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Tuesday, 19 May 2015

An Albanian Eagle in London



The double-headed eagle, national symbol of Albania[i], has an ancient ancestry. Its earliest known manifestation is amongst artefacts dating back to Ancient Babylon, 2000-3000 years BC[ii].

Recently, I was walking along London’s Fleet Street when I happened to notice a building with a double-headed eagle above its main entrance. This building houses the private bank C Hoare and Co. The bank, founded in 1672, has had premises on this site since 1690, when its founder Richard Hoare moved his business there from “The Sign of The Golden Bottle” on Cheapside[iii]. The golden bottle is the bank’s emblem; the double-headed eagle is that of the Hoare family.

[i] And many other places!
[ii] See for example The Art and Architecture of the Ancient Orient by H Frankfort, (4th ed.) publ. by Penguin Books, Harmondsworth: 1970.
[iii] Historical information about the bank comes from Hoares Bank – A Brief History, published by the bank as a four page handout. I was given a copy of this by the doorman, who shared my interest in the double-headed eagle.



The founder of the Hoare (or Hore) family was Robertus who, in about 1330, married an heiress of the family of Fforde of Chagford in the county of Devon[i]. Earler than that, there was a Sir William le Hore, who besieged and captured the Irish town of Wexford in 1169. His standard[ii] bore a double-headed eagle[iii]. One of his descendants, went over to Devonshire in England to seek his fortune and married the heiress of Fforde. He settled at Chagford and founded the Devon family which was at first known as ‘Hore’ and later as ‘Hoar’ or ‘Hoare’. Other branchs of the family settled in the South east quarter of Devonshire. This family has its armorial insignia described in the record of the earliest visitation of Devonshire as ‘Sable an eagle displayed with two necks within a bordure engrailed argent’. The London bank, whose premises are in Fleet Street, was founded by member(s) of this Hoare family.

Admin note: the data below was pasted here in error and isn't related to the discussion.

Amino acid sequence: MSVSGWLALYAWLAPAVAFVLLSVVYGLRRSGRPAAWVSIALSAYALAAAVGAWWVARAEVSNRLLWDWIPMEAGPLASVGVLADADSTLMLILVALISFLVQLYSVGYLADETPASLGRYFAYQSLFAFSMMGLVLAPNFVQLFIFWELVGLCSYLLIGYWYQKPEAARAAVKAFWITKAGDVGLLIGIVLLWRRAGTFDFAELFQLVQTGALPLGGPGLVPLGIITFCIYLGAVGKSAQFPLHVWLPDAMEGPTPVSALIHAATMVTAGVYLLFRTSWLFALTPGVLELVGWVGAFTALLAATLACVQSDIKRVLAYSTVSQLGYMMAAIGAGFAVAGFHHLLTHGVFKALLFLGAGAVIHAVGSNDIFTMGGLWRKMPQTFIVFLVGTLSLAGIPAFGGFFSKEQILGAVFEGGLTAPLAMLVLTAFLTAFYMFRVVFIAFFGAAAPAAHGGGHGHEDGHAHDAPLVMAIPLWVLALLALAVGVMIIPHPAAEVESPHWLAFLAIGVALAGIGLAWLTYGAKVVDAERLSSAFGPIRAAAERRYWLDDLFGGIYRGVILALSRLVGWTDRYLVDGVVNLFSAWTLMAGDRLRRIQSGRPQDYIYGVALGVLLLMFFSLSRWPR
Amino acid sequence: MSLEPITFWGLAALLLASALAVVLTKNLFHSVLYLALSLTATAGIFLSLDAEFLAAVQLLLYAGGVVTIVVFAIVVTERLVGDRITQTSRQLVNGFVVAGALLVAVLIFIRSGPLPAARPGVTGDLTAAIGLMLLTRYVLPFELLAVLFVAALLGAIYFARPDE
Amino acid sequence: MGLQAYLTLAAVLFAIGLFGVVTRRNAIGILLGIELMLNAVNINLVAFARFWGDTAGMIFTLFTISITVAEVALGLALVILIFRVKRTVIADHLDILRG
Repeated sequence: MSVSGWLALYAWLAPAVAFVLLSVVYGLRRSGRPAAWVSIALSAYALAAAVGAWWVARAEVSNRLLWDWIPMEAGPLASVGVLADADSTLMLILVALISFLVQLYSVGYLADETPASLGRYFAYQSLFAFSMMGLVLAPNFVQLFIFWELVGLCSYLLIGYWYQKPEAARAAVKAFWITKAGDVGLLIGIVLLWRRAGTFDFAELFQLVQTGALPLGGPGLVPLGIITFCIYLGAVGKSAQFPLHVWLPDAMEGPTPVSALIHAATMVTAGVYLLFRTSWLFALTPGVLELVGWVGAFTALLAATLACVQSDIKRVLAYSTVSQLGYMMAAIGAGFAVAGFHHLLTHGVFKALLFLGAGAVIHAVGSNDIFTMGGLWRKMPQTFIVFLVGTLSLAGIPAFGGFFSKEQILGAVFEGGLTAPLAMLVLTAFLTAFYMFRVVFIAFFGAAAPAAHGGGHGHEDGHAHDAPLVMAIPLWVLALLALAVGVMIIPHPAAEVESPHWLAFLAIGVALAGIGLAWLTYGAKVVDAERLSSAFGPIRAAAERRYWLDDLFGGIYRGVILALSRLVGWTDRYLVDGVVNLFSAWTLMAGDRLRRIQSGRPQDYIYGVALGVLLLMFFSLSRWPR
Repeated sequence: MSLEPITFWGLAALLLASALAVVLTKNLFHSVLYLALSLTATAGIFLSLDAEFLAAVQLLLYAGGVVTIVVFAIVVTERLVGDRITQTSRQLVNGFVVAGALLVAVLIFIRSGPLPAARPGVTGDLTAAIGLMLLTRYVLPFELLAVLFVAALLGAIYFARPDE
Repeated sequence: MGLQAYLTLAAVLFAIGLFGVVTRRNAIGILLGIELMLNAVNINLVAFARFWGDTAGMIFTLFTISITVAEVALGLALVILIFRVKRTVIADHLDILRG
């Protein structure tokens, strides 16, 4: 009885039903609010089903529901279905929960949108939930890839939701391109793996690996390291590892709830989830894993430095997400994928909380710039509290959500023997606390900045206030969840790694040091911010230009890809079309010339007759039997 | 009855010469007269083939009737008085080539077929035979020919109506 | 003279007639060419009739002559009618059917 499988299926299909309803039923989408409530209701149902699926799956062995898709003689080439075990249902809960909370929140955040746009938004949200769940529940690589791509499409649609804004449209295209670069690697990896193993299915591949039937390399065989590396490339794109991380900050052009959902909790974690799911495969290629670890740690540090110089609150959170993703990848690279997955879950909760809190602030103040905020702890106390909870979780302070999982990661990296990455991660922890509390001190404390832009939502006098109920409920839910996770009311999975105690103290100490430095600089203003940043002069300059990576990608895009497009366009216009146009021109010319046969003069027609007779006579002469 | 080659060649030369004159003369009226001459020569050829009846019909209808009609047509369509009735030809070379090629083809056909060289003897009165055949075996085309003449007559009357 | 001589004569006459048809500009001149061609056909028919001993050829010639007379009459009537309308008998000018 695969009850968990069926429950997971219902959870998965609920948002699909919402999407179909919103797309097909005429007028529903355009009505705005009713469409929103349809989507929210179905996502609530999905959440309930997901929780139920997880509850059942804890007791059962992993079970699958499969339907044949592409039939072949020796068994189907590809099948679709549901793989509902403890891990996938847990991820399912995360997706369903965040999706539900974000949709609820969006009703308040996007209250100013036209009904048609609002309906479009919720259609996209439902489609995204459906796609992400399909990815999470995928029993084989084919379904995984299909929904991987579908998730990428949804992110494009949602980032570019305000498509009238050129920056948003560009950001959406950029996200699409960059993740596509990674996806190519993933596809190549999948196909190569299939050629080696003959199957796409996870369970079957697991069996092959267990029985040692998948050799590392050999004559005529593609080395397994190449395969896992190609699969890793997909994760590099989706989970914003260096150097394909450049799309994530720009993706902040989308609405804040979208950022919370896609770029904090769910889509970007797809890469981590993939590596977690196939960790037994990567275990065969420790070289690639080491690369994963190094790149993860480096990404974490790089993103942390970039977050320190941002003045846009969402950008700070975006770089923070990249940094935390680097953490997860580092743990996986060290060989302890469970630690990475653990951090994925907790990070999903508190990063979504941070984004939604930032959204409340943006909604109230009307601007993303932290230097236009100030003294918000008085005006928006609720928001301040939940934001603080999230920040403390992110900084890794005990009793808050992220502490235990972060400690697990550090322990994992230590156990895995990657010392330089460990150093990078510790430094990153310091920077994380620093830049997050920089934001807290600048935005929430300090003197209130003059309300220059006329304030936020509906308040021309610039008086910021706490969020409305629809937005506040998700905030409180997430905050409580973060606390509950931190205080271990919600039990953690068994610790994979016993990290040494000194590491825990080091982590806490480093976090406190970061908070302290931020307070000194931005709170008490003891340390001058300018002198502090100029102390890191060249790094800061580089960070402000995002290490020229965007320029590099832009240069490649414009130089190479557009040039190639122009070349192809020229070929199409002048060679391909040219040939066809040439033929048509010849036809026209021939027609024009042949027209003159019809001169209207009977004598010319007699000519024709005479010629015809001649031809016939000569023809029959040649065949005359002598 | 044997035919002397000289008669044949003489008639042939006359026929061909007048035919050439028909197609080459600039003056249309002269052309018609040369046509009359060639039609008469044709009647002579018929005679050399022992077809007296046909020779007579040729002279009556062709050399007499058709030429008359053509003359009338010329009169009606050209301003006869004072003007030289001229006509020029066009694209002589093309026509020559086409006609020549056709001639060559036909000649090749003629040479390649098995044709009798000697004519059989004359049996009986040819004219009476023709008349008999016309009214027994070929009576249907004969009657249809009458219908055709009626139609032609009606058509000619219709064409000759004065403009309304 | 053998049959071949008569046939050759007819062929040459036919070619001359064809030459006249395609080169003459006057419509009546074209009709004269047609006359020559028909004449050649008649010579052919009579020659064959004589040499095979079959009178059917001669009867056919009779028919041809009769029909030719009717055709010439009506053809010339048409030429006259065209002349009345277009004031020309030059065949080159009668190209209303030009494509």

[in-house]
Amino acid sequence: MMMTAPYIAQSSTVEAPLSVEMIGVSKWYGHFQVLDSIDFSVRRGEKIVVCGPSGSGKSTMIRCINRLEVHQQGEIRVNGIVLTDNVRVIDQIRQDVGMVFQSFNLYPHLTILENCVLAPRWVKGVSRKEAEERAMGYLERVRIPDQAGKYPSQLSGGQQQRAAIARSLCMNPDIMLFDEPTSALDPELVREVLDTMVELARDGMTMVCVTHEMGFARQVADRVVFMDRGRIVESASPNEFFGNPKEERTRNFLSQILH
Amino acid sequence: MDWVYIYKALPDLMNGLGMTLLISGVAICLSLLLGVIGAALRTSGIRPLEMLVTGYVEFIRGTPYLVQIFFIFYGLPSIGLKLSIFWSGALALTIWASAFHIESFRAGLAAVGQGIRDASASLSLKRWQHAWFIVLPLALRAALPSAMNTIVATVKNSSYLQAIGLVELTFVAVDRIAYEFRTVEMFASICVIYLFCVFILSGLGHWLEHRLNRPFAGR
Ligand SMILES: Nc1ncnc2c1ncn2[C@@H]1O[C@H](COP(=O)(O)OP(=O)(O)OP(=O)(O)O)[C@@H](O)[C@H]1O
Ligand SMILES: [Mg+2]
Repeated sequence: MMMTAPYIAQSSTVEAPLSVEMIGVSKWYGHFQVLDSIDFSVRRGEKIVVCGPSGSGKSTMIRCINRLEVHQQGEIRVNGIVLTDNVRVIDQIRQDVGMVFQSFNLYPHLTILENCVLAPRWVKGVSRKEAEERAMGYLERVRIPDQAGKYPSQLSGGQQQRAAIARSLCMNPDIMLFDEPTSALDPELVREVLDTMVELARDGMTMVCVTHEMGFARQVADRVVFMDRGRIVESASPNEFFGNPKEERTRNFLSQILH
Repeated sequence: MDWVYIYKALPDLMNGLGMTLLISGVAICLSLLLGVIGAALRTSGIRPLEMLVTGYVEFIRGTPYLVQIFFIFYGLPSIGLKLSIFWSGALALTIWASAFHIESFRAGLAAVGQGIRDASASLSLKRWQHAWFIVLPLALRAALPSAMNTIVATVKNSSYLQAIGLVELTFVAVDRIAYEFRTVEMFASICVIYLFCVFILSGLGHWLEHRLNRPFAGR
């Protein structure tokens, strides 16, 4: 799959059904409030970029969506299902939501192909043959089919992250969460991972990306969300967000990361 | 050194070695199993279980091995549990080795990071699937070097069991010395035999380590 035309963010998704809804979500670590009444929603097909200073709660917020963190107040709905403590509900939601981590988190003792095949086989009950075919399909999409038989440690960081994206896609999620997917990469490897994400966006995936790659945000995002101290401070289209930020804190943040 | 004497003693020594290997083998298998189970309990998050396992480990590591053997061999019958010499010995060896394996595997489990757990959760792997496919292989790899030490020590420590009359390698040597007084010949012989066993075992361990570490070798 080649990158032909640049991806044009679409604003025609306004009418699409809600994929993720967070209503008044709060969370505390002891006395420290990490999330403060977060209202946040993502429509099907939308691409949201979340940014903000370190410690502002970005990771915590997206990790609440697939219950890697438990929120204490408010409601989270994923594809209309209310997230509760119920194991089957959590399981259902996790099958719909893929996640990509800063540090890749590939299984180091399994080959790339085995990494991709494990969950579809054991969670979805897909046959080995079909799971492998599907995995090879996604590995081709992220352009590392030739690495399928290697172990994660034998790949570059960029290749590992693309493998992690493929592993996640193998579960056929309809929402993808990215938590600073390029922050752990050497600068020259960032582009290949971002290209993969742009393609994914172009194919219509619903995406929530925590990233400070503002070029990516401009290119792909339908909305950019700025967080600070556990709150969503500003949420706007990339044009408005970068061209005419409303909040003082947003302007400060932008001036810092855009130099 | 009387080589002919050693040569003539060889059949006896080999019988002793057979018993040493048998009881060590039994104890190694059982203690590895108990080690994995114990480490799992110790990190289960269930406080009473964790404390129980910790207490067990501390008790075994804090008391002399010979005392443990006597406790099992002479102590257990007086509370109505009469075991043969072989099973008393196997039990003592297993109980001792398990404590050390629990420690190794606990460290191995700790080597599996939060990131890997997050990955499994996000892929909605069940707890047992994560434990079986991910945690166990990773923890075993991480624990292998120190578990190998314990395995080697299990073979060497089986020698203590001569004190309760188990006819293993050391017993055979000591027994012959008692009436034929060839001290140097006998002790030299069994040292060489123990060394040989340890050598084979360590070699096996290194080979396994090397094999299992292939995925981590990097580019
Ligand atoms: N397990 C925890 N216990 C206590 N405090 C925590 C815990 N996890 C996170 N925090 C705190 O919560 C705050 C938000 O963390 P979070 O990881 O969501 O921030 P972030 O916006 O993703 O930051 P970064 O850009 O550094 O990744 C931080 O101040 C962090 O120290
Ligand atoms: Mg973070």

I wonder why the curious heraldic device of the double-headed eagle was adopted by this family. From what I have already written, it is evident that the family was employing it in the 12th century, certainly by 1169. This was before 1256 when Richard, Earl of Cornwall, was elected to become King of the Holy Roman Empire, one of whose most well-known emblems is the double-headed eagle. So, it is unlikely that the family picked up the double-headed eagle from that source.

            The eagle with two heads was certainly used by the Byzantine Empire and also the Seljuk Turks. It has been claimed by some that people returning from the Crusades, which began in the late 11th century, may have brought this symbol to Western Europe. However, there is evidence that it reached this part of the world even earlier. Emile Male wrote that there is a cloth dating back to the 9th or 10th century AD at Sens in France[iv]. Although he believed it to have been of Byzantine origin, I suggest that the presence of it and other similarly decorated textiles in Western Europe may have helped to have brought the double-headed eagle to the attention of those living in France, many parts of which were under control of the Normans who were also ruling England.


[i] The history of the Hoare family, which I have consulted, is that written by Edward Hoare. It appears in http://neergaard.org/CGTGenealogy/Family%20Histories/Family%20Histories-%20Crests/History%20of%20Hoare%20Family.html, which I accessed on the 19th May, 2015.
[ii] i.e. flag or crest.
[iii] See also: A General Armory of England, Scotland, and Ireland, by J & JB Burke, publ. by Edward Churton, London: 1842.
[iv] See: L’art Religieux du XIIe Siecle, by E Male, publ. by Librairie Armand Colin, Paris: 1922.

When I told the porter of the Hoare Bank in Fleet Street about my interest in double-headed eagles, he told me that he had often wondered about the curious eagle above the door where he stands all day. His view was that the Hoare family chose to use the double-headed eagle sometime after the bank was founded simply because nobody else was using this heraldic symbol[i]. As I hope that I have demonstrated, the use of this symbol by the Hoare family goes back much further than the founding of the bank. Lastly, I must point out that I have a tenuous connection with Hoare’s bank. Some years ago, my wife used to work for an offshoot of this venerable bank.




[i] The double-headed eagle is usel rarely in British heraldry. Most of the families that use it come from the West Country, which includes Devon and Cornwall.




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